As the new Scion iM and Scion iA models head to car showrooms near you, Discovery TravelingMom is given a chance to drive through the historic city of Philadelphia in prototypes of these sporty, little vehicles. Each allows for a new experience in taking in the town and its art, culture and history. Starting out by the statue of William Penn standing perched atop City Hall, it is impossible not to feel inspired to drive around and see what historic and famous sites the city and its suburbs offer modern-day tourists.
Get the Scion into Gear and Drive
Putting the bright, spring green, Scion iM into gear, my driving partner and I take off down the Benjamin Franklin Parkway for our first test drive. This scenic route takes us through Center City’s museum district. Starting at City Hall, it proceeds around Logan Circle (don’t miss the beautiful Swann Memorial Fountain-also known as the Fountain of the Three Rivers, designed by Alexander Calder) and ends at the city’s pre-eminent museum, The Philadelphia Museum of Art. We encounter traffic as some lanes are shut down due to the construction of a massive holiday concert band shell at the bottom of the art museum steps.
As much as I hate traffic, it allows us to take in the street views. A Segway tour passes us by. As we slowly progress, flags from the countries around the world fly overhead and we can see the architecturally impressive new Barnes Museum as well as the Rodin Museum and Rodin’s famous sculpture, The Thinker (this particular Auguste Rodin version which is larger than the original, was created in 1902), the Academy of Natural Sciences and the main branch of the Philadelphia Free Library. Despite the stop and go traffic, I don’t mind driving a manual version of the Scion iM, as it allows for plenty of maneuverability.
Gonna Fly Now
At the base of the Philadelphia Art Museum, traffic stalls enough that I’m able to jump out and snap a shot of the famous steps depicted in the iconic film, Rocky, along with a shot of the somewhat tacky, historically controversial, yet incredibly popular statue of Rocky Balboa that stands to the side of the museum at its base. You don’t have to be from Philadelphia to want to try your hand—or rather feet– at running up the museum steps as Stallone did in the film. Plenty of folks are out working up a sweat doing it as we drive onwards. I find myself humming the theme song.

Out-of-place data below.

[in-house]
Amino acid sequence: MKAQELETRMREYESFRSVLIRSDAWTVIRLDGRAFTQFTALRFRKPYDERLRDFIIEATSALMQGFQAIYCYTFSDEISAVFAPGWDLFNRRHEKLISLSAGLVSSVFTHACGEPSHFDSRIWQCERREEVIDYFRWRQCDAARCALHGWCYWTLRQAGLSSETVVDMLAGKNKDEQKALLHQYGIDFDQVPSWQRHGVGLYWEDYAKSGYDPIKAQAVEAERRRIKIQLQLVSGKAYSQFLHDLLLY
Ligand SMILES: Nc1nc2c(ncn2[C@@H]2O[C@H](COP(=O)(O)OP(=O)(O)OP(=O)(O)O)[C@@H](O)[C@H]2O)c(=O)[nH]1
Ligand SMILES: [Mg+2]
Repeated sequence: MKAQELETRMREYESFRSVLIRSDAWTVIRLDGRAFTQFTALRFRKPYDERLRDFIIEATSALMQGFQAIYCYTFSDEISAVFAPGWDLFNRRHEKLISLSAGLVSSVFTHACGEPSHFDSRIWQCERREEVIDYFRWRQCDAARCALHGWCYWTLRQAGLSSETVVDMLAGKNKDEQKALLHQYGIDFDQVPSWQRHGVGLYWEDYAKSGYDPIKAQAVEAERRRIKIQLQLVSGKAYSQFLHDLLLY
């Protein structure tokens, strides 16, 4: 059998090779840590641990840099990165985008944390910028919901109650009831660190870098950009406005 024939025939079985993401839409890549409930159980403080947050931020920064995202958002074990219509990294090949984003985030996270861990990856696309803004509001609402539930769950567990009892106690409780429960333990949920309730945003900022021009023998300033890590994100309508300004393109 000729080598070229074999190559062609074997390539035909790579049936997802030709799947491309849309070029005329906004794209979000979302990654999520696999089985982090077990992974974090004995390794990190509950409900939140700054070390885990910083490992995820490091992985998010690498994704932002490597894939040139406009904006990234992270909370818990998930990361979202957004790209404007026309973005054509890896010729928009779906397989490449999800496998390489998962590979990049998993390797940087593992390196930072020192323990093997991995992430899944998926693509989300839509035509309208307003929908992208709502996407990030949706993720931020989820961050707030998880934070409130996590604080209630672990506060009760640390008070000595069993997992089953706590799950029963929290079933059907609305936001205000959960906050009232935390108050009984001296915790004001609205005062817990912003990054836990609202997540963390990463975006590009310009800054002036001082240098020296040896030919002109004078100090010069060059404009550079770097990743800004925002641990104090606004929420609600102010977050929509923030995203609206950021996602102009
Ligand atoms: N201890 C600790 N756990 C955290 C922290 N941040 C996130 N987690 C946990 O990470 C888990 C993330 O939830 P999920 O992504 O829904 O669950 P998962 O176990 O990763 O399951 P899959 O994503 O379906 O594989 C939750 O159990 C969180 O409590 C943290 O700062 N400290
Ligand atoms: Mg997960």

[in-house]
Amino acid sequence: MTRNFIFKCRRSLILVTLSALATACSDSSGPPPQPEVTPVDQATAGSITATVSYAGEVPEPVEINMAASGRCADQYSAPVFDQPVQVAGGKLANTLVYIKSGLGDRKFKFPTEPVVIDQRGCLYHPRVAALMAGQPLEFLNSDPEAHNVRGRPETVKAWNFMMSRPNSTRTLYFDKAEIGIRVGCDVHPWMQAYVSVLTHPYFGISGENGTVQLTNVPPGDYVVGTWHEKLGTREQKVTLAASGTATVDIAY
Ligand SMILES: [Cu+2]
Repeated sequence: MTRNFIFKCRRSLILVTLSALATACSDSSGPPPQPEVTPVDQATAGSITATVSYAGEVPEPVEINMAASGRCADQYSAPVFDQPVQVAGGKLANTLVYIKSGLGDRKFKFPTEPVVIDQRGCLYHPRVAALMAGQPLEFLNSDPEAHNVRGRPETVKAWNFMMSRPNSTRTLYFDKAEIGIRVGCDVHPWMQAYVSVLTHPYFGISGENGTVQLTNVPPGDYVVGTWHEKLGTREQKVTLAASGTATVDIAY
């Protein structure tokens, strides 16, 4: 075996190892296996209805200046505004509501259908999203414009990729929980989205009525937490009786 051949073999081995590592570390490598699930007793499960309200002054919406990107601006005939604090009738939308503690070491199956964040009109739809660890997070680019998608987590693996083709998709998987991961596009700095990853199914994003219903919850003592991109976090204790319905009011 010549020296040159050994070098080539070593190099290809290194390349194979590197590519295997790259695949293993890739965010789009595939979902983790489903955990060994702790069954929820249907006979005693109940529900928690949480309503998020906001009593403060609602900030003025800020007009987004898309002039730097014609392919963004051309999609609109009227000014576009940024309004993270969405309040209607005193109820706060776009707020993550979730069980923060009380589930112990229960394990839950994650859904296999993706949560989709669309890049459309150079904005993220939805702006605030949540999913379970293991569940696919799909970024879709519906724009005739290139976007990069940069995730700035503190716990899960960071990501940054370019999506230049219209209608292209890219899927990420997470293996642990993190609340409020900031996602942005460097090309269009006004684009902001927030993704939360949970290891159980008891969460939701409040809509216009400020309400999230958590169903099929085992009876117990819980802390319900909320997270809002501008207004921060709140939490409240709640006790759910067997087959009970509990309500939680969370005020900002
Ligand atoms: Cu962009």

We continue along Kelly Drive letting the Scion iM handle the curves, bumps and potholes as we venture along the riverfront and boathouse row, watch the rowers out on the river, take in the view of statues along the bike path and pass the many bikers, runners, skaters and others out enjoying the beautiful weather. The car is described to us as, “the Swiss Army Knife of vehicles,” adapting to many different road situations, and so far it lives up to that description. I am surprised to discover it has 8 airbags, and a set of easy access controls in the middle of the seat console in addition to controls on the front dashboard—both are standard features. Looping around, we move past Strawberry Mansion and areas of Fairmount Park.
According to the Philadelphia Convention and Visitors Bureau, “When William Penn first drew up the plans for Philadelphia, he envisioned a ‘Green Country Towne,’ with five city squares anchoring the City’s neighborhoods.” Today, Philadelphia has the “largest city-owned urban park system in the world,” and is considered the greenest city in the United States with Fairmount Park containing 10-thousand acres of parkland made of up 63 individual parks.
Moving along, we make our way to the other side of the eight-mile pathway spanning the Schuykill River, and zip along the Martin Luther King Jr. Drive. For those visiting from outside of the city, take note: this drive is closed to vehicles on weekends from the first weekend in April to the last weekend in October, allowing those who want to get out on the roads (literally) to do so without having to worry about cars around them.
It’s A Zoo Out There
In the distance, we see the giant hot air Zoo Balloon flying high. It’s open to visitors at the Philadelphia Zoo. We continue in that direction, as if you’ve got kids, or are a kid at heart, it’s hard not to want to at least do a drive-by of the first zoo in the United States. Upon arrival at the zoo entrance, our Scion iM easily slips into the drop-off zone out front, and we take a moment to watch the balloon go up once again, and to spy any animals.